My mum was 35-years-old when she died and I was nine turning 10. She’d been sick for a little while but I didn’t know what the problem was. She’d gone into hospital for a procedure and on the day she was supposed to have the operation, she passed away early in the morning in her sleep. It was the 21st of March, 1994.
I grew up as an only child, but I spent a lot of time with my cousin, my uncle’s daughter. She was a year younger than me but we were like sisters. My mum was a fun loving mother. She used to take us to lots of places, the school holidays were always fun. She taught me and my cousin to cook at a really young age, even if it was just eggs and bacon. She loved to dance, and she laughed a lot. She was a strong and courageous woman, who loved life and loved us. Even though I was only nine when she passed away, I had an awesome childhood and I still remember her.
When my mum died I remember thinking that her death wasn’t real because on the day she died, my cousin and I had actually been to school without knowing (the family hadn’t been told yet by the hospital) so when we got back from school and the house was full of people and I remember thinking, could she be dead? But then I thought, no ways, she’s fine, maybe people are just visiting us. But when we got into the house we were told the news by my grandmother. I was in such a state of disbelief.
My grandma was my rock though. Even though my father was in my life and supported me a lot, after my mum died my grandmother became our guardian and raised my cousin and I. We lacked for nothing, but she was a school teacher and she was used to an old way of life so some of the things we used to do with my mum, we never did with my grandma. After my mum died I grew up fast because I kept worrying about my grandma and my cousin. My aim in life was to do the best I could for the both of them.
When I got married I really wanted my mum there. I kept thinking, who’s going to advise me on how to be a good wife to this new person? Whenever my husband and I had issues I would go and visit her grave and talk and cry to her. When I fell pregnant I was ecstatic but again I longed for my mum to be there to share this precious moment with me. When I heard I was having twins, well, I was both excited and scared at the same time. I kept thinking, how am I going to know how to take care of these kids when my mum isn’t here? In our culture when a woman has a child for the first time, she goes to stay with her mum so that she learns how to take care of the child. I kept thinking about that. I think I missed her more then.
Unfortunately one of my twin girls died in the womb at 25 weeks. We managed to keep them both in for a few more days before my labour started. I cried for my mother then more than I had in a long time. I kept asking myself why this was happening. Fortunately, our other baby survived even though she came at just 26 weeks (my little miracle). We stayed in the hospital for 64 days before she was discharged and when I took her home for the first time, I kept wishing my mum was around. She would have loved to be a grandma and she would have loved spoiling my baby. That’s the kind of women she was. I remember that after we came out of the hospital I was obsessed with finding out about the dead because I kept seeing images of my mum holding my little angel in heaven. When I had my 2nd daughter that’s when I really cried because she was the spitting image of my mum. She was as light skinned as she was with the same forehead and facial features. Everywhere we went people kept saying, “she looks so much like your mum”. It was kind of bittersweet really because it meant that I would be reminded of her daily.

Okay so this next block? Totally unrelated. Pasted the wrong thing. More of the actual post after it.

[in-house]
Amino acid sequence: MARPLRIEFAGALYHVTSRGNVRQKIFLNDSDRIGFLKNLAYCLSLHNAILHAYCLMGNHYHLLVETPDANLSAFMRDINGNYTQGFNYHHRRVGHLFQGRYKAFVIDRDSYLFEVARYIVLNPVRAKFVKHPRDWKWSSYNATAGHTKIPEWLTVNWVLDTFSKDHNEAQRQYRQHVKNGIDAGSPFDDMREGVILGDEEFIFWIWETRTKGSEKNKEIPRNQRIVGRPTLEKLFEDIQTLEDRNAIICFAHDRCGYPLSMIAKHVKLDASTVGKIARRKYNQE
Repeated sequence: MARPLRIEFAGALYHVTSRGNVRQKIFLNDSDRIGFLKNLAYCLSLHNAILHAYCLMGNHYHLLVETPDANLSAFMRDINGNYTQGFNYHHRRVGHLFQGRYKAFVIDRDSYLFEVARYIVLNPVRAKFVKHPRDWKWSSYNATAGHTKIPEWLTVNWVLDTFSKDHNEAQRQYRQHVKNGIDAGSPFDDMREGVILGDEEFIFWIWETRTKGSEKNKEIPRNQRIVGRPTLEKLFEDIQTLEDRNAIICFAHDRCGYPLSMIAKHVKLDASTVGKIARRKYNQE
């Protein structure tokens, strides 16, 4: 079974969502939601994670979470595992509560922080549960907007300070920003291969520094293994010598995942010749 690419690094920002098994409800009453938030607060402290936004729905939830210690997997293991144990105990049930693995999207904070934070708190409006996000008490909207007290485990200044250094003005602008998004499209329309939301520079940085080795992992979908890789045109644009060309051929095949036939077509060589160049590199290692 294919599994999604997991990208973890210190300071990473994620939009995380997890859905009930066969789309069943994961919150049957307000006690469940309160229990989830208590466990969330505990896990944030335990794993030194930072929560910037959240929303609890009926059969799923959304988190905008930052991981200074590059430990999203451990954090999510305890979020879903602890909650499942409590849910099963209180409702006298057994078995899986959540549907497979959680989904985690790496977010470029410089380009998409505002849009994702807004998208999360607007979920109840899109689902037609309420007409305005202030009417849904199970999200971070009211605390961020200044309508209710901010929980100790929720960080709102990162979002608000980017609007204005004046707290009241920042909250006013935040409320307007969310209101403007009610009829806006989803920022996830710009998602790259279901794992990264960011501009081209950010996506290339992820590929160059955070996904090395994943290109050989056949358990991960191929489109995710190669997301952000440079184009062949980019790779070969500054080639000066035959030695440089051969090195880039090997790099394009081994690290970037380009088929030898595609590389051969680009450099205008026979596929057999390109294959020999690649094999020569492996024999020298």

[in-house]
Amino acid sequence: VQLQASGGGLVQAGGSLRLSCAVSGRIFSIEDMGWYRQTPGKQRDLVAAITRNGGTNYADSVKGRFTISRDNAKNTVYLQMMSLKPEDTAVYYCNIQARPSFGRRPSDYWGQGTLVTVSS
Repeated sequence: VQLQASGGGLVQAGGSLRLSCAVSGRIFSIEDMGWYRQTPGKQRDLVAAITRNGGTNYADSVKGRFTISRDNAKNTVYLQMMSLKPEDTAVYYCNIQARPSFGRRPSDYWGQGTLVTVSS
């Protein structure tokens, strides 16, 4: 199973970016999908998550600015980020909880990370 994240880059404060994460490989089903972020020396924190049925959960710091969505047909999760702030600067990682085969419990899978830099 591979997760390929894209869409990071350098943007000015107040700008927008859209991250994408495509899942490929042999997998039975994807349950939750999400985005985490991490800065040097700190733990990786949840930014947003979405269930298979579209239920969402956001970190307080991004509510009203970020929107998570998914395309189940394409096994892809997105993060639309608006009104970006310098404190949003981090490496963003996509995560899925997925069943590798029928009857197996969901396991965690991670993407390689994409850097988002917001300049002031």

Not having my mum here for me still really affects me emotionally. At times I just feel like confiding in someone that’s not my husband, but there’s no one else. I always feel like if she was here I’d have someone to talk to about everything. I think about her when my kids reach milestones because I look at them and see a little bit of her in them. I know she would have enjoyed babysitting them as much as my grandma enjoys them. It’s been 22 years now but I still miss her deeply.
Most of all I have this feeling that I’m missing out on having someone to guide me on what to do, someone to confide in, someone to laugh with about the silly or amazing things my kids do. I’m missing out on someone to tell me what a fantastic job I’m doing as a mother, and someone to vent to whenever I’m frustrated.
Tariro with her mum and extended family
Not having my mum around has made me cherish my kids more. I’m a softie where my kids are concerned. I parent in such a way that I want them to have as many good times with me as they possibly can because life is so short and it could be snatched away from us any moment. I do my very best to make sure that they are happy and spend a lot of time with me.
One of the last memories I have of my mum was when she was sick and she had just had some tests done. She came home and we were sitting in our lounge. She was an avid rhumba dancer so we put on a rhumba cassette and she immediately stood up and started dancing in her nightie. We all laughed and joined her. It was such fun because we were all laughing and having a good time and we forgot that she was sick. That memory will forever be etched in my mind because it’s one of the last happy moments I spent with my darling mother before she died. I miss her horribly and my prayer always is that my kids never go through what I went through.
Tariro is 32-years-old and lives in Harare, Zimbabwe, with husband and two daughters, Toto aged three, and Bunny aged two.